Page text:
Debuting at Monterey Car Week earlier this year, the Lotus Type 66 is an absolute stunner. In recent years, the automaker has planted a flag in electrified performance, so the appearance of an ultra-limited track toy boasting a 5.8-litre V8 was unexpected to say the least.
The Type 66’s unique provenance is another shock – while it may look like a retro reproduction in the vein of Aston Martin’s DB5 Continuation, it’s actually a modernised version of an unproduced Can-Am blueprint that would have competed in the 1970 season. With carbon fibre bodywork, a tweaked spaceframe structure, and modernised aerodynamics, the Type 66 has all the trappings of Lotus’ Evija hypercar, just wrapped up in some Quadrophenia style.
Gallery: Lotus Type 66 Revival
So when the automaker called me up to say there would be a Type 66 hanging out at Galpin Lotus in West Hills, California, I jumped at the opportunity to check it out up close and personal. Once I pulled up in my decidedly non-Lotus-like Lexus LX 450, I met with Simon Lane, director of Lotus Advanced Performance. Lane told me that the Type 66 was an exceedingly special project for the brand undertaken in collaboration with founder Colin Chapman’s son Clive. Clive unearthed a heretofore-forgotten set of blueprints for the car dating back to 1969, and Lane and his team began the process of making a 3D model of the racer.
Before long, Lotus had decided to put the Type 66 into limited production – just 10 units – but with some important tweaks. The front crash structure would have to be different, because original Can-Am racers treated the drivers’ feet like crumple zones. The fuel cell is now located next to the driver inside the main space frame, helping protect it from outside forces. And the pushrod engine sports forged aluminium internals, allowing it to develop 830 bhp and 550 pound-feet. The light, stiff carbon-fibre bodywork is another advancement that 1970 could only dream of.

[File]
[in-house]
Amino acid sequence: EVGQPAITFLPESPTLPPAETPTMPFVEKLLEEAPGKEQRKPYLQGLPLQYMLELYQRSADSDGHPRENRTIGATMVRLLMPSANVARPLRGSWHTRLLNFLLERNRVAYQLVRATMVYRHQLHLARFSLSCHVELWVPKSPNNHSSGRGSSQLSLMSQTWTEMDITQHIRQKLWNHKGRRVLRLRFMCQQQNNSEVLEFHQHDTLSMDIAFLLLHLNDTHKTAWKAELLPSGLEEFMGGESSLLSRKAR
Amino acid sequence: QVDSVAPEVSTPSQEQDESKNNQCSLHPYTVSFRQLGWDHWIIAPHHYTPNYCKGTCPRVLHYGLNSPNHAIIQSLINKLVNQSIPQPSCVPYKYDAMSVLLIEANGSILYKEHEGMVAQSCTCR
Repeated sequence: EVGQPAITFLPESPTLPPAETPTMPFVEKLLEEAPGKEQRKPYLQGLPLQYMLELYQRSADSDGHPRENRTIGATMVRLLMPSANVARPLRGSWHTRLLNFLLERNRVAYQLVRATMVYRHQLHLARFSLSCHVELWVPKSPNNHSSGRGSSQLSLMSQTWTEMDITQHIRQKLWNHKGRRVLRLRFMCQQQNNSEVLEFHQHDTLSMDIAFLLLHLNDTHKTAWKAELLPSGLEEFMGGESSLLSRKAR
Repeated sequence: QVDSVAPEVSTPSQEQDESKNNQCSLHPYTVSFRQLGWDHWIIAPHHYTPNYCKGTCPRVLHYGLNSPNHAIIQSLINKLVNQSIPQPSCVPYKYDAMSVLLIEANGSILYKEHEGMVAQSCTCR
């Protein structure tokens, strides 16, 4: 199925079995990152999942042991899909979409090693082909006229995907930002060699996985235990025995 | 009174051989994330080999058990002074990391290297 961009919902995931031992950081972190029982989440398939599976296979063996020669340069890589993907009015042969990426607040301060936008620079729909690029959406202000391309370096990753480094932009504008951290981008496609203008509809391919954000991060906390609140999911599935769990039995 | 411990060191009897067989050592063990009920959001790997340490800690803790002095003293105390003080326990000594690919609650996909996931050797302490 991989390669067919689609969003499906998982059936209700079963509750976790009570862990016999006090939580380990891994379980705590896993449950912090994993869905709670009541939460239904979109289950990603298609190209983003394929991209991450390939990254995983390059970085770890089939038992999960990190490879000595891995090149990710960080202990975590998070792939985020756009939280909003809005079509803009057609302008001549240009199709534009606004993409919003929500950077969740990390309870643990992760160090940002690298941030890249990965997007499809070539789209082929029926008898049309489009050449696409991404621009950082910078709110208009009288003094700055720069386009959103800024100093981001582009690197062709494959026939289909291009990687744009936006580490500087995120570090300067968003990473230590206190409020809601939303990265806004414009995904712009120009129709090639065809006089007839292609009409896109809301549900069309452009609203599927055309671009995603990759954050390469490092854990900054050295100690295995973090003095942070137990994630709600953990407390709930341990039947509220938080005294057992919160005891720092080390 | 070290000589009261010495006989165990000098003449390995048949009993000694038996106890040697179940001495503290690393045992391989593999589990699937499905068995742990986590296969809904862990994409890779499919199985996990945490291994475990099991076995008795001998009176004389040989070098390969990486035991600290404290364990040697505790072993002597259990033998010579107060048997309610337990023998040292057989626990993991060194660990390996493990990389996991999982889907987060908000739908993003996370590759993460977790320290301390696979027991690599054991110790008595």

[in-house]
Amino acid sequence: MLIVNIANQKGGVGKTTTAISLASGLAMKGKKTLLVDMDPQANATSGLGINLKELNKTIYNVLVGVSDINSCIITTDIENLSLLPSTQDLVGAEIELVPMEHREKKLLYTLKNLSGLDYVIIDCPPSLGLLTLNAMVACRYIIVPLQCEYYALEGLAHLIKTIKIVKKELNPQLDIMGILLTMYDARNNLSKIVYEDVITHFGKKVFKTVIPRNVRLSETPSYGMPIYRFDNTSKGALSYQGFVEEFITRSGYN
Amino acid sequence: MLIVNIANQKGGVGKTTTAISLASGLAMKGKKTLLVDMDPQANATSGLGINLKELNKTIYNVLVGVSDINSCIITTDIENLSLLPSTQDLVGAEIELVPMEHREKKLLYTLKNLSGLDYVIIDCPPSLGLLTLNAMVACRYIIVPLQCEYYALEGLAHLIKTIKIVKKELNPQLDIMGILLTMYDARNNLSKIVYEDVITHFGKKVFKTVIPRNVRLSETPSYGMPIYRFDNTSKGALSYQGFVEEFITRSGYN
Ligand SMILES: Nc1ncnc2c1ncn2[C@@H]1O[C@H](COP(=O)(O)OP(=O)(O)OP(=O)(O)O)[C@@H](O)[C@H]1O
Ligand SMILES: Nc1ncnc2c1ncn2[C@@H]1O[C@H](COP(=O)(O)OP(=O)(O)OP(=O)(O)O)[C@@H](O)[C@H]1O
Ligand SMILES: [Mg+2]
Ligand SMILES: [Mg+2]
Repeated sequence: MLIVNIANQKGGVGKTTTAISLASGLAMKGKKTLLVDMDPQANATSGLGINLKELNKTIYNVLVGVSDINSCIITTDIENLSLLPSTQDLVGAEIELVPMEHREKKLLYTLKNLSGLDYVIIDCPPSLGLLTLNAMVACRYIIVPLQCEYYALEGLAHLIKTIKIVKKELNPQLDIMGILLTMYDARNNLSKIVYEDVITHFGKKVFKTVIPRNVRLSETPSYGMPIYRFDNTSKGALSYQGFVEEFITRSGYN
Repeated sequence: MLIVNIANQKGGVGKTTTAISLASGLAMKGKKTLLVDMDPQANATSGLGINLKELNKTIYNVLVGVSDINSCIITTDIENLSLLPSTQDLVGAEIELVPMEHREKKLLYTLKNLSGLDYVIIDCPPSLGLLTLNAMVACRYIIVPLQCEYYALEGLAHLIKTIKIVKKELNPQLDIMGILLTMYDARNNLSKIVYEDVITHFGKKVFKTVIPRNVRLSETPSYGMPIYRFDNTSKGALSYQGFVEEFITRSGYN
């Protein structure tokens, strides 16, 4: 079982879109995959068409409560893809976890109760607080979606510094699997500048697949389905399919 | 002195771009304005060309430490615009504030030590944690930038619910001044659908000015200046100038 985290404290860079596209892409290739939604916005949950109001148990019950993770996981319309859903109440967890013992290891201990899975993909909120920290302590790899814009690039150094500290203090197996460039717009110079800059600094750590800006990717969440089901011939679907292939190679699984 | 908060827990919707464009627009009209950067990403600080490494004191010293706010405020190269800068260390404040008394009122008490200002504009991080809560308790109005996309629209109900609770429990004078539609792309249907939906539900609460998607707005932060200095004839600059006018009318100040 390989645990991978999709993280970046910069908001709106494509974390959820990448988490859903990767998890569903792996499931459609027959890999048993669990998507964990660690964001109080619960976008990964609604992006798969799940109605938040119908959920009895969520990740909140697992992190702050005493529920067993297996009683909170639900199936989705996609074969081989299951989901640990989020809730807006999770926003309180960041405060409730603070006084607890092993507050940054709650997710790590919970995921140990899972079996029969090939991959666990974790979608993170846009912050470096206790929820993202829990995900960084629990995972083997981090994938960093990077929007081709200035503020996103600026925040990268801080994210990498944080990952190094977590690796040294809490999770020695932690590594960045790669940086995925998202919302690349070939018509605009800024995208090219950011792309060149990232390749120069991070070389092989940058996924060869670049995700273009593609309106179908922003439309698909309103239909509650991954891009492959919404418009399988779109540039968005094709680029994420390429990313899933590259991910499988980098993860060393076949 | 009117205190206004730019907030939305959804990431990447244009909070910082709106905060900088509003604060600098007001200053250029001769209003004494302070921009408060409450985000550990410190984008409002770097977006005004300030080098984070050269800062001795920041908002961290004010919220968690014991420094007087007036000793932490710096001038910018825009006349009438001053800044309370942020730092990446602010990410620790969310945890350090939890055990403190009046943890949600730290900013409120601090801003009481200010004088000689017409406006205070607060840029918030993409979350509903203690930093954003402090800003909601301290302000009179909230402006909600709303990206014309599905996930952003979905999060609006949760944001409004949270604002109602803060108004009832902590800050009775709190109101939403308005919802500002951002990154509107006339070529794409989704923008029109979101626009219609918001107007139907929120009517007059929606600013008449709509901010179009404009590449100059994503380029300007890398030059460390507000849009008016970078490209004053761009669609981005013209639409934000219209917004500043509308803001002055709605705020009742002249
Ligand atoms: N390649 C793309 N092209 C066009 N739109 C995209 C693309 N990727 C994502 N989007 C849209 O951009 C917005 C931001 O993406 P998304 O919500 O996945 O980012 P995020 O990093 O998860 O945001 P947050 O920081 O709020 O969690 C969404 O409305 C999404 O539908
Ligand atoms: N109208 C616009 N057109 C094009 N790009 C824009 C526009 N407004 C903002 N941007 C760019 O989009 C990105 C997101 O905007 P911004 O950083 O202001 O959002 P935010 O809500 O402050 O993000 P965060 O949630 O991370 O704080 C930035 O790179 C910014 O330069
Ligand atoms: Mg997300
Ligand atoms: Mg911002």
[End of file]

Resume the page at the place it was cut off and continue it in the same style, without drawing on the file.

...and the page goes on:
“It’s about a second faster than a modern GT3 racer [around Laguna Seca],” Lane says. “So it’s definitely faster than a Group 7 Can-Am.”
Lane offered to start the thing up for me, and I timidly spoke through the lump in my throat.
“You probably have to do it, right? No one else is allowed to?”
He thought about it a moment, then shrugged out his reply: “No, I could probably talk you through it.” I was excited, though that joy quickly faded once he said no one outside of Lotus had started the Type 66 before. No pressure.
I removed my shoes to protect the one-of-one prototype’s glorious red, white, and gold bodywork, then climbed into the low, flat racing seat. Lane instructed me to thumb the power button on the right side of the wheel, then prime the dry-sump oil system by cranking the engine without activating the fuel pump. Once it was pre-lubricated, I switched on the fuel and pressed the start button. Within two or three revolutions, the 5.8-litre V8 fired up into a surprisingly serene rumble. Lane said the engine was incredibly loud, but at idle, it actually wasn’t as thunderous as I was expecting.
I think the disappointment on my face was obvious, because he told me to tap the accelerator a bit. Did he really want me to rev up this seven-figure racing car? I followed his instructions, and suddenly I got the 130 decibels he promised. Sucking down air through eight individual intake trumpets, the V8 sounds like Grand Prix and Days Of Thunder and American Graffiti all at once. Just brilliant.
Once the mill settled into its idle again, Lane instructed me to shut off the fuel pump and main power switch. My 15 seconds of Can-Am fame were over, leaving me with a big, cheek-aching smile that lasted for the rest of my short time with the Type 66. It’ll also likely be the last time I get this close to one – Lotus is only building 10, and each one has a price tag of £1.1 million. But while I only got to cosplay Steve McQueen for a few moments, they were some damn good moments.
The Lotus Type 66 is now on display in the lobby of the Petersen Automotive Museum in Los Angeles, and the first customer cars will be hitting collection halls and racetracks sometime next year. Lucky ducks.